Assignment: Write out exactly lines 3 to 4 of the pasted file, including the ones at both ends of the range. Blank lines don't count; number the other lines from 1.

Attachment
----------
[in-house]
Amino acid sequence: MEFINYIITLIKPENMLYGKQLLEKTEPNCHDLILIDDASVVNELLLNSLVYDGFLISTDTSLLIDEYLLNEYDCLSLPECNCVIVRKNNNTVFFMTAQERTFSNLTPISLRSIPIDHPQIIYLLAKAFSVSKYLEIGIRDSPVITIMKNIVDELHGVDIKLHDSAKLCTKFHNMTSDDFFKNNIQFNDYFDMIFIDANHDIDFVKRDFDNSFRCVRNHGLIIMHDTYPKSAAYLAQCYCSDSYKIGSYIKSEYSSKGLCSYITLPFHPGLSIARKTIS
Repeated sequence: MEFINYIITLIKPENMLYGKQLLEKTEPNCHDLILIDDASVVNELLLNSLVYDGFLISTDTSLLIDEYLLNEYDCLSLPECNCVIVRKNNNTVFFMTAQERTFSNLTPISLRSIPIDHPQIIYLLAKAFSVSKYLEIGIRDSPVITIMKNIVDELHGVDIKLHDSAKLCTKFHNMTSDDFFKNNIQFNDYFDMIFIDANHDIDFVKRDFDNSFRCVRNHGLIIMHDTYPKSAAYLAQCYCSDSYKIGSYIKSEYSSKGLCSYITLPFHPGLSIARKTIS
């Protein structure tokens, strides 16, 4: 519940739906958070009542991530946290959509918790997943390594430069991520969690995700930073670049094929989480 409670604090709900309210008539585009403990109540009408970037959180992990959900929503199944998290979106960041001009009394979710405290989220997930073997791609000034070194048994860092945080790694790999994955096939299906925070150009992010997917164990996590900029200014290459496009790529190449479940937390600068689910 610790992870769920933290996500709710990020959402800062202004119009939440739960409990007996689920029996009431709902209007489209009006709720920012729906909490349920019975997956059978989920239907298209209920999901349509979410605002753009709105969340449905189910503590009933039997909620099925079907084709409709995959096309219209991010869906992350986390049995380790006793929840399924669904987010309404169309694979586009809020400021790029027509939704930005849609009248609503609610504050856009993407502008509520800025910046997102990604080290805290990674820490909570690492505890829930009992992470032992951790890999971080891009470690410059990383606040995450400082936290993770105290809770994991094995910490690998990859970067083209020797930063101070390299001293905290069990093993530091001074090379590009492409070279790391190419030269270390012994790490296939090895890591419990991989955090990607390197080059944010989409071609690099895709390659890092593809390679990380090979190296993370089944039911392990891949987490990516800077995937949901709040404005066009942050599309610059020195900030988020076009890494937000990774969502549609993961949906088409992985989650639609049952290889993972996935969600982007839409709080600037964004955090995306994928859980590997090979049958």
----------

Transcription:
Repeated sequence: MEFINYIITLIKPENMLYGKQLLEKTEPNCHDLILIDDASVVNELLLNSLVYDGFLISTDTSLLIDEYLLNEYDCLSLPECNCVIVRKNNNTVFFMTAQERTFSNLTPISLRSIPIDHPQIIYLLAKAFSVSKYLEIGIRDSPVITIMKNIVDELHGVDIKLHDSAKLCTKFHNMTSDDFFKNNIQFNDYFDMIFIDANHDIDFVKRDFDNSFRCVRNHGLIIMHDTYPKSAAYLAQCYCSDSYKIGSYIKSEYSSKGLCSYITLPFHPGLSIARKTIS
């Protein structure tokens, strides 16, 4: 519940739906958070009542991530946290959509918790997943390594430069991520969690995700930073670049094929989480 409670604090709900309210008539585009403990109540009408970037959180992990959900929503199944998290979106960041001009009394979710405290989220997930073997791609000034070194048994860092945080790694790999994955096939299906925070150009992010997917164990996590900029200014290459496009790529190449479940937390600068689910 610790992870769920933290996500709710990020959402800062202004119009939440739960409990007996689920029996009431709902209007489209009006709720920012729906909490349920019975997956059978989920239907298209209920999901349509979410605002753009709105969340449905189910503590009933039997909620099925079907084709409709995959096309219209991010869906992350986390049995380790006793929840399924669904987010309404169309694979586009809020400021790029027509939704930005849609009248609503609610504050856009993407502008509520800025910046997102990604080290805290990674820490909570690492505890829930009992992470032992951790890999971080891009470690410059990383606040995450400082936290993770105290809770994991094995910490690998990859970067083209020797930063101070390299001293905290069990093993530091001074090379590009492409070279790391190419030269270390012994790490296939090895890591419990991989955090990607390197080059944010989409071609690099895709390659890092593809390679990380090979190296993370089944039911392990891949987490990516800077995937949901709040404005066009942050599309610059020195900030988020076009890494937000990774969502549609993961949906088409992985989650639609049952290889993972996935969600982007839409709080600037964004955090995306994928859980590997090979049958």